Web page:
A second stereotype is that the relationships of lesbians, gay men and bisexual people are unstable. However, despite social hostility toward same-sex relationships, research shows that many lesbians and gay men form durable relationships. For example, survey data indicate that between 18% and 28% of gay couples and between 8% and 21% of lesbian couples have lived together 10 or more years. It is also reasonable to suggest that the stability of same-sex couples might be enhanced if partners from same-sex couples enjoyed the same levels of support and recognition for their relationships as heterosexual couples do, i.e., legal rights and responsibilities associated with marriage.
A third common misconception is that the goals and values of lesbian and gay couples are different from those of heterosexual couples. In fact, research has found that the factors that influence relationship satisfaction, commitment, and stability are remarkably similar for both same-sex cohabiting couples and heterosexual married couples.
Far less research is available on the relationship experiences of people who identify as bisexual. If these individuals are in a same-sex relationship, they are likely to face the same prejudice and discrimination that members of lesbian and gay couples face. If they are in a heterosexual relationship, their experiences may be quite similar to those of people who identify as heterosexual unless they choose to come out as bisexual; in that case, they will likely face some of the same prejudice and discrimination that lesbian and gay individuals encounter.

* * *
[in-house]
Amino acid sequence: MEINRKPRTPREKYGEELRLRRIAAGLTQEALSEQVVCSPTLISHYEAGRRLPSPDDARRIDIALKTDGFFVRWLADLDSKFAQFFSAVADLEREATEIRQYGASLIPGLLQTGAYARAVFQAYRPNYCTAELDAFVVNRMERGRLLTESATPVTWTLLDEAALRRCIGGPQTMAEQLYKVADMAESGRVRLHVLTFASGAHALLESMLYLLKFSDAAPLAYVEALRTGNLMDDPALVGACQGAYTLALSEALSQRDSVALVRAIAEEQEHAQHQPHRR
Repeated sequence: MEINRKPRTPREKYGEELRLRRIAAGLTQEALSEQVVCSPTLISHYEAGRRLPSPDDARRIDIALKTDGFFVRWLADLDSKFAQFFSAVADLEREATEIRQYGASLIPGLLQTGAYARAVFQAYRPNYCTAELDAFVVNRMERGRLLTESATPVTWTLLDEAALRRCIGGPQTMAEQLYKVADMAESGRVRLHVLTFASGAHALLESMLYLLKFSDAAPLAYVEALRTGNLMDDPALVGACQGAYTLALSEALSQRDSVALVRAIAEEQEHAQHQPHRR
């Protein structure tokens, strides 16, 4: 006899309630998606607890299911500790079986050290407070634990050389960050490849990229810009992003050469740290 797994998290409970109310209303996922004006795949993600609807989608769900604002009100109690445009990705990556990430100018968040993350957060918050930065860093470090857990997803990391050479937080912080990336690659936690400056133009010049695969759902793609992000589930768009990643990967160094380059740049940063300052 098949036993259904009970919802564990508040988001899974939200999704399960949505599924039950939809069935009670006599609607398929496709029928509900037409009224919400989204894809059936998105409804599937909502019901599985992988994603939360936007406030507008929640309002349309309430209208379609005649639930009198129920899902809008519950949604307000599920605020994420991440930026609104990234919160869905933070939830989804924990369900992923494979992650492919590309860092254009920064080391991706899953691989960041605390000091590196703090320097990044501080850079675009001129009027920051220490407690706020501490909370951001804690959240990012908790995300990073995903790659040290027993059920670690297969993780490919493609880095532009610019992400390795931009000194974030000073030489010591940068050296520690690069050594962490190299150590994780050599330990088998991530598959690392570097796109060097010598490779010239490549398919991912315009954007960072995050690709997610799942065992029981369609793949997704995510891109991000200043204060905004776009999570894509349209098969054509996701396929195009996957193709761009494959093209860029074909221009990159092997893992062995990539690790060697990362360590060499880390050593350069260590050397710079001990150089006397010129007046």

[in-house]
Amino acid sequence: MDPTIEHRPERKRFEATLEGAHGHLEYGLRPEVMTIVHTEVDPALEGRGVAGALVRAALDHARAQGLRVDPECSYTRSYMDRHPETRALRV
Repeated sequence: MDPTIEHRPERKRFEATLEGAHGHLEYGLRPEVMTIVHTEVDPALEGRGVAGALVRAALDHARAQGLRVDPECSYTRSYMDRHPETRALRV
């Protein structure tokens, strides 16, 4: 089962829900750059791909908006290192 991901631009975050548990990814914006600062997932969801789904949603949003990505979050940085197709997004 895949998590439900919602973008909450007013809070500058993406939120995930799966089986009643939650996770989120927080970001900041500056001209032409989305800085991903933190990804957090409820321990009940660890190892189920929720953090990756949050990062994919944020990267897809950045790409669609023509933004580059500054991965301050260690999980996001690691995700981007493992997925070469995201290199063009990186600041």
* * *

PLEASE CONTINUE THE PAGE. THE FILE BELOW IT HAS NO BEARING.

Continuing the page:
Can lesbians and gay men be good parents?
Many lesbians and gay men are parents; others wish to be parents. In the 2000 U.S. Census, 33% of female same-sex couple households and 22% of male same-sex couple households reported at least one child under the age of 18 living in the home. Although comparable data are not available, many single lesbians and gay men are also parents, and many same-sex couples are part-time parents to children whose primary residence is elsewhere.